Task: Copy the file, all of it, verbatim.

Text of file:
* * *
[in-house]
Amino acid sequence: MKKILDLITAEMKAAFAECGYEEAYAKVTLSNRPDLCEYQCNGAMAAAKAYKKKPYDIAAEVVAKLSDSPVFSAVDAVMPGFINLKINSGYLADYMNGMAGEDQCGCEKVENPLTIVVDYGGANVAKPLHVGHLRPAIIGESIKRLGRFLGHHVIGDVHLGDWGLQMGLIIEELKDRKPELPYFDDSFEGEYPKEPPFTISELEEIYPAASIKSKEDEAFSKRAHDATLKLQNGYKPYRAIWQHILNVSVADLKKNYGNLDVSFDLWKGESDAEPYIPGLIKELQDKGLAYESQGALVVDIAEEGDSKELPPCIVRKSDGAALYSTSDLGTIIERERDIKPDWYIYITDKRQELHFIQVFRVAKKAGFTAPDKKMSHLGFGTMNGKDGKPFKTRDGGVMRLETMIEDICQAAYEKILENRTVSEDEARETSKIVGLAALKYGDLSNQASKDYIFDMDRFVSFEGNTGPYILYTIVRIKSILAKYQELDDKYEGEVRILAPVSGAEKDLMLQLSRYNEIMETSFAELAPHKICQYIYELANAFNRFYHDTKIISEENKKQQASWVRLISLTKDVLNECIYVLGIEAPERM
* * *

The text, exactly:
[in-house]
Amino acid sequence: MKKILDLITAEMKAAFAECGYEEAYAKVTLSNRPDLCEYQCNGAMAAAKAYKKKPYDIAAEVVAKLSDSPVFSAVDAVMPGFINLKINSGYLADYMNGMAGEDQCGCEKVENPLTIVVDYGGANVAKPLHVGHLRPAIIGESIKRLGRFLGHHVIGDVHLGDWGLQMGLIIEELKDRKPELPYFDDSFEGEYPKEPPFTISELEEIYPAASIKSKEDEAFSKRAHDATLKLQNGYKPYRAIWQHILNVSVADLKKNYGNLDVSFDLWKGESDAEPYIPGLIKELQDKGLAYESQGALVVDIAEEGDSKELPPCIVRKSDGAALYSTSDLGTIIERERDIKPDWYIYITDKRQELHFIQVFRVAKKAGFTAPDKKMSHLGFGTMNGKDGKPFKTRDGGVMRLETMIEDICQAAYEKILENRTVSEDEARETSKIVGLAALKYGDLSNQASKDYIFDMDRFVSFEGNTGPYILYTIVRIKSILAKYQELDDKYEGEVRILAPVSGAEKDLMLQLSRYNEIMETSFAELAPHKICQYIYELANAFNRFYHDTKIISEENKKQQASWVRLISLTKDVLNECIYVLGIEAPERM